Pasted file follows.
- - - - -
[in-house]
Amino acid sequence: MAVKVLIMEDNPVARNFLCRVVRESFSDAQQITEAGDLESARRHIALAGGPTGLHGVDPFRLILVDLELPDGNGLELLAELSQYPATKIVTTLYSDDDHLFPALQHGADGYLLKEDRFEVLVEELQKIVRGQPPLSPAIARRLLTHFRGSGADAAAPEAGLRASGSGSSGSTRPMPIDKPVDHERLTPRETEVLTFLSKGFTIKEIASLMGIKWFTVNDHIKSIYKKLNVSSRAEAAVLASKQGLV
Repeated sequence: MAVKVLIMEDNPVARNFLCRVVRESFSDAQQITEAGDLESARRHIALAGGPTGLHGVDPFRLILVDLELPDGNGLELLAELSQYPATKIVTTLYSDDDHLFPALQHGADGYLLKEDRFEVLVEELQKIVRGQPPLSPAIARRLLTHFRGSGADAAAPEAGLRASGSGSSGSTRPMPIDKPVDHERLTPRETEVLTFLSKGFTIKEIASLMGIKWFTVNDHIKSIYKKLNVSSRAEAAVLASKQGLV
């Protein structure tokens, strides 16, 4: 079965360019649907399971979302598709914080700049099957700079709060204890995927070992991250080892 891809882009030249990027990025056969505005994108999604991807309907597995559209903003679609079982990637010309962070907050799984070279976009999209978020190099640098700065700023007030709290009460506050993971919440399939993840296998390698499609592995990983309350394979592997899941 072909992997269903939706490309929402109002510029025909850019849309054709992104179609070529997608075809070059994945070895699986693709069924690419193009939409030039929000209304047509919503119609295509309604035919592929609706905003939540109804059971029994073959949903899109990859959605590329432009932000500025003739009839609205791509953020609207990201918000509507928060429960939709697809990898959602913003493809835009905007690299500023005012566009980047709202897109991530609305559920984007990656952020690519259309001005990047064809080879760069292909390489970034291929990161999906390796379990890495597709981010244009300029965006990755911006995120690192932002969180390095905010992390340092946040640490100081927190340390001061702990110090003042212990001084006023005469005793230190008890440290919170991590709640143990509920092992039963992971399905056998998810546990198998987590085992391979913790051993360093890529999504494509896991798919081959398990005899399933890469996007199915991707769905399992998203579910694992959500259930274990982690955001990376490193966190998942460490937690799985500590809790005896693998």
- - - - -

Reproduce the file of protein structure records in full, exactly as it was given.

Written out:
[in-house]
Amino acid sequence: MAVKVLIMEDNPVARNFLCRVVRESFSDAQQITEAGDLESARRHIALAGGPTGLHGVDPFRLILVDLELPDGNGLELLAELSQYPATKIVTTLYSDDDHLFPALQHGADGYLLKEDRFEVLVEELQKIVRGQPPLSPAIARRLLTHFRGSGADAAAPEAGLRASGSGSSGSTRPMPIDKPVDHERLTPRETEVLTFLSKGFTIKEIASLMGIKWFTVNDHIKSIYKKLNVSSRAEAAVLASKQGLV
Repeated sequence: MAVKVLIMEDNPVARNFLCRVVRESFSDAQQITEAGDLESARRHIALAGGPTGLHGVDPFRLILVDLELPDGNGLELLAELSQYPATKIVTTLYSDDDHLFPALQHGADGYLLKEDRFEVLVEELQKIVRGQPPLSPAIARRLLTHFRGSGADAAAPEAGLRASGSGSSGSTRPMPIDKPVDHERLTPRETEVLTFLSKGFTIKEIASLMGIKWFTVNDHIKSIYKKLNVSSRAEAAVLASKQGLV
């Protein structure tokens, strides 16, 4: 079965360019649907399971979302598709914080700049099957700079709060204890995927070992991250080892 891809882009030249990027990025056969505005994108999604991807309907597995559209903003679609079982990637010309962070907050799984070279976009999209978020190099640098700065700023007030709290009460506050993971919440399939993840296998390698499609592995990983309350394979592997899941 072909992997269903939706490309929402109002510029025909850019849309054709992104179609070529997608075809070059994945070895699986693709069924690419193009939409030039929000209304047509919503119609295509309604035919592929609706905003939540109804059971029994073959949903899109990859959605590329432009932000500025003739009839609205791509953020609207990201918000509507928060429960939709697809990898959602913003493809835009905007690299500023005012566009980047709202897109991530609305559920984007990656952020690519259309001005990047064809080879760069292909390489970034291929990161999906390796379990890495597709981010244009300029965006990755911006995120690192932002969180390095905010992390340092946040640490100081927190340390001061702990110090003042212990001084006023005469005793230190008890440290919170991590709640143990509920092992039963992971399905056998998810546990198998987590085992391979913790051993360093890529999504494509896991798919081959398990005899399933890469996007199915991707769905399992998203579910694992959500259930274990982690955001990376490193966190998942460490937690799985500590809790005896693998």